Columbus was itself by far the biggest city where we went. On the other extreme were places like Eastport, Maine, with fewer than 2,000 people, and Ajo, Arizona, which is in the same league. But it may be interesting to Columbus-area residents to know that the three adjoining cities of the “Inland Empire” in southern California, where we spent a lot of time—San Bernardino, Riverside and my own hometown of Redlands—are, as a regional conurbation, even bigger than Columbus (though obviously not a state capital or a comparable business center). But they, too, were smaller places by our reckoning, since they didn’t usually show up in the national press.
When your articles about Columbus first started appearing in The Atlantic, people here (myself included) shared them on social media with a sort of surprised glee: Look what these national journalists found to love in Columbus! Has working on this project often given you the chance to introduce a place to itself?
James: I think everyone is interested to know, “What are other people saying about us, behind our backs?” Our web posts and articles weren’t exactly behind anyone’s back, but they had a similar function of giving people in a town a sense of what outsiders noticed when they visited.
We recognize the perils of temporary-visitor journalism. I mention in our book how shocking it was when the young Joan Didion visited my own hometown in the 1960s and portrayed it as a kind of trailer-trash mecca. And everyone has read accounts from national reporters who drop into a diner—always a diner—and ask people how they feel about whoever is the polarizing national figure of the day.
We wanted to try to report on how people felt, locally, about the goods and the bads, the achievements and the setbacks, the identities and the confusions of their own town and region. For the most part, the reaction we’ve gotten is: Yes, we recognize this picture (though of course people are generous with suggestions, to put it mildly, about other details that the full portrait should include.)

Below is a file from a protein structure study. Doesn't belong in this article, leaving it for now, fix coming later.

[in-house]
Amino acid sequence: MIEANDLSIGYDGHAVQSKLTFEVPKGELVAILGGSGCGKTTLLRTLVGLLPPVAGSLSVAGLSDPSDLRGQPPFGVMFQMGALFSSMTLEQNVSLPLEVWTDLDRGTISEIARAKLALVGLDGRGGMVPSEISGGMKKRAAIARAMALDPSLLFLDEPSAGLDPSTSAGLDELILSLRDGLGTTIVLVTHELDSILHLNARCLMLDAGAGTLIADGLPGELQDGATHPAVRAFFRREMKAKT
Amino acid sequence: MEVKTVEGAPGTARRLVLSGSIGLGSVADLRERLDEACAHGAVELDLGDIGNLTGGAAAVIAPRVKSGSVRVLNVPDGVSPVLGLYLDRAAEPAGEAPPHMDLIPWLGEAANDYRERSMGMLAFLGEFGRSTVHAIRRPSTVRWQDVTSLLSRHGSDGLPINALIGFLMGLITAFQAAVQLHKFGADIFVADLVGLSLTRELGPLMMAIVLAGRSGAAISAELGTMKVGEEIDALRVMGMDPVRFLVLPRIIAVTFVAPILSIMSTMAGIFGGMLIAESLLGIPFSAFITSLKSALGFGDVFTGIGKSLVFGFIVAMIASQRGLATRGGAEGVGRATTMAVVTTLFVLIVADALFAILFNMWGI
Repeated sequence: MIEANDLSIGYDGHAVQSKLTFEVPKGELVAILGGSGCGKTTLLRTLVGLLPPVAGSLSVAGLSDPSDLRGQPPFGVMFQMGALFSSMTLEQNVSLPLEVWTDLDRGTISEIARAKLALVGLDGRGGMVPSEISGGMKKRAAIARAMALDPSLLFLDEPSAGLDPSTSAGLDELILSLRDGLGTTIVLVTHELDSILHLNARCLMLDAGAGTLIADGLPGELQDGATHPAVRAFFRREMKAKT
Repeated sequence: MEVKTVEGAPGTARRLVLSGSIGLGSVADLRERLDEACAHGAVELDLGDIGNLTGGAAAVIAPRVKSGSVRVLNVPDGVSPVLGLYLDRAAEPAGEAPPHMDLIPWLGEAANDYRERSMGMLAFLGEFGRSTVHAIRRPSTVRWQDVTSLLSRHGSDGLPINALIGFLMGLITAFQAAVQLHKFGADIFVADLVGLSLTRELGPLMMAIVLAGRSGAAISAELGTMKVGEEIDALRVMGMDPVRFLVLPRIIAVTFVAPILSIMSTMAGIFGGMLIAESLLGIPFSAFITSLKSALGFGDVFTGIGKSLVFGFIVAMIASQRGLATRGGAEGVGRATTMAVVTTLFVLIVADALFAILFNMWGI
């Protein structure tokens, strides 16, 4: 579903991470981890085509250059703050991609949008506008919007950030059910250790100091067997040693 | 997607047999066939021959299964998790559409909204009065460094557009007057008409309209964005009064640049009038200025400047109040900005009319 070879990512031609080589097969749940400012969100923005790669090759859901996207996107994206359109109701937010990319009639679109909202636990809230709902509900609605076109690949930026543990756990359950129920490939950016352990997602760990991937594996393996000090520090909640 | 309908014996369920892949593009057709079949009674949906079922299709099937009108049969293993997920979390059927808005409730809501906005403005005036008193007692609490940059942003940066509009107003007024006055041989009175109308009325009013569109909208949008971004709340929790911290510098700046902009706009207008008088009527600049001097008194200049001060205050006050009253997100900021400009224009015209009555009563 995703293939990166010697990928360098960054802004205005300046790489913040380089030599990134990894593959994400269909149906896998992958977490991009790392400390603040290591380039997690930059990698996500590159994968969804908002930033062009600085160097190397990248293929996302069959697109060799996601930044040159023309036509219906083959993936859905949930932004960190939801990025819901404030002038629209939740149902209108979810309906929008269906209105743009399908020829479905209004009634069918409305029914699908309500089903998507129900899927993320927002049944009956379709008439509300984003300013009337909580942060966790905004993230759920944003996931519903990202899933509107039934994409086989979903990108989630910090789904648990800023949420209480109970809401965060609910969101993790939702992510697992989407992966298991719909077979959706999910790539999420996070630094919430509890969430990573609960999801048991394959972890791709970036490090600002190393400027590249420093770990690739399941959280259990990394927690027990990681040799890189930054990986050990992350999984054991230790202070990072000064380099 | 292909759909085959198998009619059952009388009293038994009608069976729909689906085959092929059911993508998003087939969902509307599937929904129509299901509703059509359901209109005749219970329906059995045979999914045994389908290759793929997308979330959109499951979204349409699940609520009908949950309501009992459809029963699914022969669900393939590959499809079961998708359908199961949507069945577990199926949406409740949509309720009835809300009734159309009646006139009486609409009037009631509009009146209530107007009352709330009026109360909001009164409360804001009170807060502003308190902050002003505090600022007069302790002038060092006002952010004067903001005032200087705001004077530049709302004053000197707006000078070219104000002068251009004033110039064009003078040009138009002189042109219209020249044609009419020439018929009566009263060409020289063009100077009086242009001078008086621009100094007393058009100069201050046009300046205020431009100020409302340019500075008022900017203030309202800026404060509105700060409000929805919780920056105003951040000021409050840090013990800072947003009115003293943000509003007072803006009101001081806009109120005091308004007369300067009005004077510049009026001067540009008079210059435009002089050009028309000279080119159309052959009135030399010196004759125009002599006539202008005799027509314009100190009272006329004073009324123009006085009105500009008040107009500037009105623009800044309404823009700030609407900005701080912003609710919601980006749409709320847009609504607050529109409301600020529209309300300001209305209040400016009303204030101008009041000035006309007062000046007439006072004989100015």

Some years later and after lots more publications “discovering” Columbus, residents are getting used to the attention, even irritated: Why do people think it’s so surprising that Columbus is cool? What does that shift in attitude tell you about us?
James: I hadn’t known that! Very interesting. If a national media conception of “larger” American cities is expanding toward natural inclusion of Columbus, that’s a good thing.
On a different topic: It is going to be a while before the Buckeye Dream of just saying Columbus—as you would Seattle or Boston or Detroit, with no state name—will become a reality. There are just too many others of them on the map. (I could be proven wrong, but there are people in Georgia and Indiana and Mississippi and elsewhere who stand in your way.)
Since you were here in 2014, Columbus has seen continued growth in the form of Downtown development, population growth and small business growth. Franklinton, which you gave special attention, continues to grow and change. Yet we still have a painful lack of affordable housing, issues with access to transportation, and our city’s public schools are struggling. Do you have advice for Columbus, based on successes you have seen elsewhere?